The evening began with a photo exhibition and the screening of the short film by Reading Across Worlds, a project which highlights the stories of migrant women who work as domestic workers in Singapore. The film features Ristanti Ningrum, an Indonesian domestic worker who returns to Dolopo, Madiun, East Java, after 10 years in Singapore, to set up a children’s library in her village community. The inspiration for her library arose from her time with an employer in Singapore who had instilled a culture of reading in her young son.
The film screening was followed by a public lecture delivered by Dr. Maruja M.B. Asis, Director of Research and Publications at the Scalabrini Migration Center in Manila, Philippines. Dr Asis spoke on recent trends in migration concerning transnational domestic workers in Asia. Dr. Asis emphasised the importance of recognising domestic work as decent work within the framework of the International Labour Convention’s Domestic Workers Convention (Convention 189) which sets specific benchmarks concerning labour standards for domestic workers.
Dr. Noorashikin Abdul Rahman, of local NGO Transient Workers Count Too (TWC2), provided an update on recent policy developments concerning migrant domestic workers in Singapore whilst affirming the importance of changing public attitudes and putting in place better legislation regarding their employment conditions. Anthony Chen, award-winning director of Ilo Ilo, discussed the making of this debut film which chronicles the relationship between a Singaporean family and their Filipino domestic worker. The film was inspired by the director’s experience with a Filipino domestic worker whom the family referred to as Aunty Terry.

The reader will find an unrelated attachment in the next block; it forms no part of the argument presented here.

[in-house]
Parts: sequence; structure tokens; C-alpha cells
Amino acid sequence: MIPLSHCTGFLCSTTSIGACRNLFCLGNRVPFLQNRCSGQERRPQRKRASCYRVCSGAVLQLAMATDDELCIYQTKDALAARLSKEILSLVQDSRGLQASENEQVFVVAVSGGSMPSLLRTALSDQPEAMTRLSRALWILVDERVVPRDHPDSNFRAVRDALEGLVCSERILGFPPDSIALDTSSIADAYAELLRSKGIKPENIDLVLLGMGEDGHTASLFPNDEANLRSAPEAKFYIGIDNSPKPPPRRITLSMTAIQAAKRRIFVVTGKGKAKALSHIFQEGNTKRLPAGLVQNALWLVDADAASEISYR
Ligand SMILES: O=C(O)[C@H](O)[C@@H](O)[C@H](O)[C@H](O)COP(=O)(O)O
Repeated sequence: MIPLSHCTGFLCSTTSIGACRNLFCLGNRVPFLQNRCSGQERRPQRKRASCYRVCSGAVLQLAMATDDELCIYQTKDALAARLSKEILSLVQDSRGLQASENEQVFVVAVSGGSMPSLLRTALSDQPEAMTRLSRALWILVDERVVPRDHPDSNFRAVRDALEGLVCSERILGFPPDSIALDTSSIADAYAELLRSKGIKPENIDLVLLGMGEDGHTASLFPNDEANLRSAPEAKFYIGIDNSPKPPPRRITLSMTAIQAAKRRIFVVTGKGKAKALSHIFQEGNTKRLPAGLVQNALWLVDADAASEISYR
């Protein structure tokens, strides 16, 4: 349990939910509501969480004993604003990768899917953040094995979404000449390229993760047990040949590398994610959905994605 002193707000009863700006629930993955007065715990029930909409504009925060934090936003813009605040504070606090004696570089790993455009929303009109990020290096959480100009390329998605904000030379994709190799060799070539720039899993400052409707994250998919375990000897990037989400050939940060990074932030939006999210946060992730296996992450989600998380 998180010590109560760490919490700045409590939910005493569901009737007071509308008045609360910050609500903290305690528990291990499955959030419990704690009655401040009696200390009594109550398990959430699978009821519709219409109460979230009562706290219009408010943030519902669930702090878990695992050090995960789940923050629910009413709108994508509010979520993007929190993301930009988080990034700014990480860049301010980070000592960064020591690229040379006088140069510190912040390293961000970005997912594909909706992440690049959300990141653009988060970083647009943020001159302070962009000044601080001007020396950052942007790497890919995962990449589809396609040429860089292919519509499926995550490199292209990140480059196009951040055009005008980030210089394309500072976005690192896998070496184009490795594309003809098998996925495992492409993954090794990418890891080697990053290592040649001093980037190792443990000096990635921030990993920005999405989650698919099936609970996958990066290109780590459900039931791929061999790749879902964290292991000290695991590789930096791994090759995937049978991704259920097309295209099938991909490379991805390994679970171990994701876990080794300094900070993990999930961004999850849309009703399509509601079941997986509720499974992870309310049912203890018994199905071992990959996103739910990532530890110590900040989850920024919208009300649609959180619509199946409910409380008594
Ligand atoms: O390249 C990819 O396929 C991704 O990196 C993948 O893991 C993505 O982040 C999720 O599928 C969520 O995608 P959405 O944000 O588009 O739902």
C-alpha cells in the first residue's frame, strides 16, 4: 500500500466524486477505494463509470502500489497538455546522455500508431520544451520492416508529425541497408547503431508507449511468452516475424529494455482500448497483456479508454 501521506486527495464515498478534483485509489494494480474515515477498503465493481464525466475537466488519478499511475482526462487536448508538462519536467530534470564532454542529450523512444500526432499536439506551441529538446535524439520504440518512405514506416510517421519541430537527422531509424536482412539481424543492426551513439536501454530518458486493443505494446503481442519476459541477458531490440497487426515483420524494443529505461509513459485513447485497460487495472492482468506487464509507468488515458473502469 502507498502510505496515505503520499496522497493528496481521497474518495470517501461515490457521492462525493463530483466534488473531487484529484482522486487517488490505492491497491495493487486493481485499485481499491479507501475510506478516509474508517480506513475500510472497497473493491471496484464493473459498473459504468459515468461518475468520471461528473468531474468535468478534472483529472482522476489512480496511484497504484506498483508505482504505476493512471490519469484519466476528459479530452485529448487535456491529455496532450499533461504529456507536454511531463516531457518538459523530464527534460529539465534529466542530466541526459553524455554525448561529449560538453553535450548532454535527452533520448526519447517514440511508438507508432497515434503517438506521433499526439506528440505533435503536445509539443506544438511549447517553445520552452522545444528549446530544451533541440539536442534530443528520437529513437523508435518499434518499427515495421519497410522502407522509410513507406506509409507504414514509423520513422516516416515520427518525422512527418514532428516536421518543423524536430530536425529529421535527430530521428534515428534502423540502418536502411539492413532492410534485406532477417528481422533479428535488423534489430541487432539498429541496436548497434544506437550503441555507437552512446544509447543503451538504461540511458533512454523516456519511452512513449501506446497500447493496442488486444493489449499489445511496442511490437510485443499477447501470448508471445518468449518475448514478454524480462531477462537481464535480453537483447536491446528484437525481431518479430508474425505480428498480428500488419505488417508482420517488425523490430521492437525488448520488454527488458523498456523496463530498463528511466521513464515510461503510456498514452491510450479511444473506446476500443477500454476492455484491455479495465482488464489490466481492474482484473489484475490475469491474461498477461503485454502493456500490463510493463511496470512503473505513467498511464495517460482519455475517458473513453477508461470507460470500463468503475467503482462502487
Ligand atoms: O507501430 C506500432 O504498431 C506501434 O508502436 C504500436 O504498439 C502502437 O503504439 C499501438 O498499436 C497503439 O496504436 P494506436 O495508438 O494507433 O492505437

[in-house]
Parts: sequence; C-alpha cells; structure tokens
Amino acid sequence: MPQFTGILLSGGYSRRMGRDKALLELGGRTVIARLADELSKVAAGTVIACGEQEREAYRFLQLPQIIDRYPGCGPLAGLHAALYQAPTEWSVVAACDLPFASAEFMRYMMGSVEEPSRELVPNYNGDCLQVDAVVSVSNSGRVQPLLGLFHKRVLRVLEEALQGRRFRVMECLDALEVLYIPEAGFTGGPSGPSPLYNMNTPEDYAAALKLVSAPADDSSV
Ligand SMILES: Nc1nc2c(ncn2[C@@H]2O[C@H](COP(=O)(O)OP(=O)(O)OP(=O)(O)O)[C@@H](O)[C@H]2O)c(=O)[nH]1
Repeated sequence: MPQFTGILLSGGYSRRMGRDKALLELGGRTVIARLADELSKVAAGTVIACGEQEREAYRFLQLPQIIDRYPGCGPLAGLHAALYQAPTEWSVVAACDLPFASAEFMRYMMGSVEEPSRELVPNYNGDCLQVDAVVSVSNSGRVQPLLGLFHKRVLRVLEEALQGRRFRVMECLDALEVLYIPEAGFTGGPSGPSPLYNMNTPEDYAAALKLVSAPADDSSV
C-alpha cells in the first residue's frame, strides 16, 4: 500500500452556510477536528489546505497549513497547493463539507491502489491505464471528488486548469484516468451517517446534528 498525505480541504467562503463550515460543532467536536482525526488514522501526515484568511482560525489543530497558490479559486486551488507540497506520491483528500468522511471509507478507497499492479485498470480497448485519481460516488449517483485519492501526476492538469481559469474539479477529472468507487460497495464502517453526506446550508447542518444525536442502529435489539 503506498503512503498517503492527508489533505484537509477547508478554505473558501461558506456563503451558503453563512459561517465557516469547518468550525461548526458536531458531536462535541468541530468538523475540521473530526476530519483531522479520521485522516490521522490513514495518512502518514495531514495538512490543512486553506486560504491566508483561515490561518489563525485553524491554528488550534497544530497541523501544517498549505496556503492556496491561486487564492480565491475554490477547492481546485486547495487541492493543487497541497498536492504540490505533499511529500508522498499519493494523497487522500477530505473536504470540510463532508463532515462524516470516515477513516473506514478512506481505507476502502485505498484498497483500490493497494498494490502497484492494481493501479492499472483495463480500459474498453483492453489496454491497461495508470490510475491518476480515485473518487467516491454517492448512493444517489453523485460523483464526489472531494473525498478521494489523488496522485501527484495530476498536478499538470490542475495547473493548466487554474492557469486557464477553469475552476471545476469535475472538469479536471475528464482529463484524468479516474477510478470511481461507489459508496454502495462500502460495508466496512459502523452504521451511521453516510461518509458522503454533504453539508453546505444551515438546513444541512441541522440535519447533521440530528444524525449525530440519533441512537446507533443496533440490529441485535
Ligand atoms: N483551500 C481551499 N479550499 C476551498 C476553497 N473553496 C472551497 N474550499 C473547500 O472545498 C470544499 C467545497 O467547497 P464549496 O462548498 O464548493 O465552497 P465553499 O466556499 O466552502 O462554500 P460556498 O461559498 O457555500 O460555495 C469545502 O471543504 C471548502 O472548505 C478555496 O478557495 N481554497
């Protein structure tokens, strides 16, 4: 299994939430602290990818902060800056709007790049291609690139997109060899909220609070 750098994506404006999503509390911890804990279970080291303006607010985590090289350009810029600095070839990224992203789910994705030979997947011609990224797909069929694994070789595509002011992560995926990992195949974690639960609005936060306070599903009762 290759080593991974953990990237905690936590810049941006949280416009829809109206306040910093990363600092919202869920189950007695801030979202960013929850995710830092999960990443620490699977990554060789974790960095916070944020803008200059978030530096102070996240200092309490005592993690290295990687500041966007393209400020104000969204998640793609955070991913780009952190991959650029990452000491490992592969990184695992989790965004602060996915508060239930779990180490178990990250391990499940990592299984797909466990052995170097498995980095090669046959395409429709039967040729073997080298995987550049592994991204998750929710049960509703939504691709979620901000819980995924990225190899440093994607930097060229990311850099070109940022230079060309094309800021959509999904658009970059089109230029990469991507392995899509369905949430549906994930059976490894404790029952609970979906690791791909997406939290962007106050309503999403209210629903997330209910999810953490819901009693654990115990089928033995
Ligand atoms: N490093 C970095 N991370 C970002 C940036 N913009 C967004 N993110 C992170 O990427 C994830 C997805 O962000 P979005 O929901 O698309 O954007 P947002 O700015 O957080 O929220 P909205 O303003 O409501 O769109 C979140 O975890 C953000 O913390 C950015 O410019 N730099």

The combination of the short film, lecture and commentaries sparked a discussion on the tensions embedded within the current regime of domestic work migration. Several members of the audience provided positive feedback about the diversity of voices and channels used in highlighting issues concerning migration and domestic work in Asia. Moving forward, the ARI team hopes to promote policy engagement on migration and development issues in the Southeast Asia region via similar multi-stakeholder platforms.
The Return of Ristanti Ningrum
After spending ten years in Singapore as a domestic worker, Ristanti Ningrum returns home to Desa Bader, East Java, Indonesia, to set up a children's library for her village community.
This photo series chronicles her experiences of journey and return, highlighting intersections of family and relationships across borders, and how dreams are realised through small actions of people coming together.
Ristanti Ningrum: A Story
When Rista first left Indonesia for Singapore in 2002, she never thought that she would be pursuing this dream that would have been "too big" for her mind to imagine. "The village didn't encourage dreams," she said. People migrated overseas for work, mainly as low-wage contract workers, and that was it. Now, she wants her children’s library to inspire and nurture bigger dreams amongst the young ones in her village. A little step can go a long way.